The Death of Free Speech in America

By Philip Giraldi

 What took place in Jeru­salem on April 27 was a disgrace. And no, I am not referring to the Israeli police and army shooting dead more Palestinian teenagers before stealing their family homes and destroying their livelihoods. I am referring to Florida’s governor and presidential aspirant Ron DeSantis’s groveling performance in bowing to Jewish power and money during his trip to Israel.

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His abhorrent crawling before his masters culminated in his signing a new state law that will inter alia exploit the “hate” mechanism to criminalize nearly all criticism or even skepticism regarding Israeli apartheid, the official sacrosanct Holocaust narrative, or the behavior of Jewish groups and individuals.

At the signing, DeSantis boasted how “we are doing what we can do in Florida to enhance the ability to hold people accountable when that really crosses the line into threatening conduct. We are fighting back.” He also made clear that the legislation was as much about Israel as about Judaism, arguing that rejecting “Israel’s right to exist is anti-Semitism” and adding that the non-violent Boycott, Divestment, and Sanctions (BDS) movement is “DOA” in his state. He also bizarrely described “Iran’s pursuit of nuclear weapons” as an “existential threat to the state of Israel and to the United States of America.”

DeSantis went on to claim that “Florida is the most Israel-friendly state in the country” and pledged that “as long as I’m governor, we will continue to stand with the Jewish community.” In that he is no doubt correct. Twenty-six other states have penalized anyone seeking to either boycott Israel or promote doing so, sometimes to include denial of government jobs or benefits, but there is no doubt that Florida is currently No. 1 in its deference to the Jewish state and its interests.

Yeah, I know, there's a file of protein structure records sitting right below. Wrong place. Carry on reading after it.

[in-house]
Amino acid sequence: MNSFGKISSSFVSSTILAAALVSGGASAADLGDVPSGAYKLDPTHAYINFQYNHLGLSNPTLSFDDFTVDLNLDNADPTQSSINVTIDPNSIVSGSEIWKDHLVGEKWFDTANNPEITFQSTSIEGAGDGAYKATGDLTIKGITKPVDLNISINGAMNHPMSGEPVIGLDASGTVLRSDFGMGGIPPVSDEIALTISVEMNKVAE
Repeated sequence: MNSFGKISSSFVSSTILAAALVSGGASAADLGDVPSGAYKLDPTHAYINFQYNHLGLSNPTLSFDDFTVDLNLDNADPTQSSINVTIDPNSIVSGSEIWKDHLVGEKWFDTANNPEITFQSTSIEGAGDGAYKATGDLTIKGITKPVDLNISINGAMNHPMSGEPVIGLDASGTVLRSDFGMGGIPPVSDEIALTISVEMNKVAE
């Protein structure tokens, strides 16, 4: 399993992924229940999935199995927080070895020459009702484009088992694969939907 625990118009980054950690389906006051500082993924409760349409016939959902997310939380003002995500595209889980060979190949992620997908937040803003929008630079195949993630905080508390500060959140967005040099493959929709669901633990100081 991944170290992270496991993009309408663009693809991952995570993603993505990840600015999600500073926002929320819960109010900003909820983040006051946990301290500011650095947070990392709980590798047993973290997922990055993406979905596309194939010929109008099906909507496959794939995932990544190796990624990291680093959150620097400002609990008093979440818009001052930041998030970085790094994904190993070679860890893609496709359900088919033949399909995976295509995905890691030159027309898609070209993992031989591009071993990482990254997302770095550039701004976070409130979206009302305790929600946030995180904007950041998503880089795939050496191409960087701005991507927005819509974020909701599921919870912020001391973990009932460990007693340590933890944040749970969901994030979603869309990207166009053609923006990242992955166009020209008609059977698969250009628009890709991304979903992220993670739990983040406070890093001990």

The bill (HB 269/SB 994), which passed unanimously in both chambers of the Florida legislature, attempts to criminalize what it perceives as anti-Semitism. Even though its language avoids identifying Jews as the protected class, the clear intent of the document is to do just that. It accomplishes that by transforming what would have once been seen as trivial incidents into hate crimes, which are felonies.

It includes “to litter a yard with a flier, harass people, disrupt schools or religious services, deface graves and certain buildings, or project images on someone else’s property” as possible actions rendered felonious based on racial or ethnic prejudice, making them hate crimes. It might mean, for example, that if someone laughs at another person’s clothes and if the attire is considered “ethnic or religious,” that person can be arrested and charged with a third-degree felony as a hate crime. Or if a student in a college history class disputes the standard largely fabricated narrative relating to the founding of Israel, a Jewish student can feign distress and demand that the offender be arrested.

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State Rep. Randy Fine, one of the bill’s co-sponsors, who was present at the signing in Jerusalem, explained how “there is no First Amendment right to conduct.”

“If you graffiti a building, it is a crime now, but if your motivation is hate, it will be a third-degree felony and you will spend five years in prison,” Fine stated. “If you want to litter, it’s a crime right now, but if you litter and your motivation is a hate crime, it will be a third-degree felony and you will spend five years in jail.”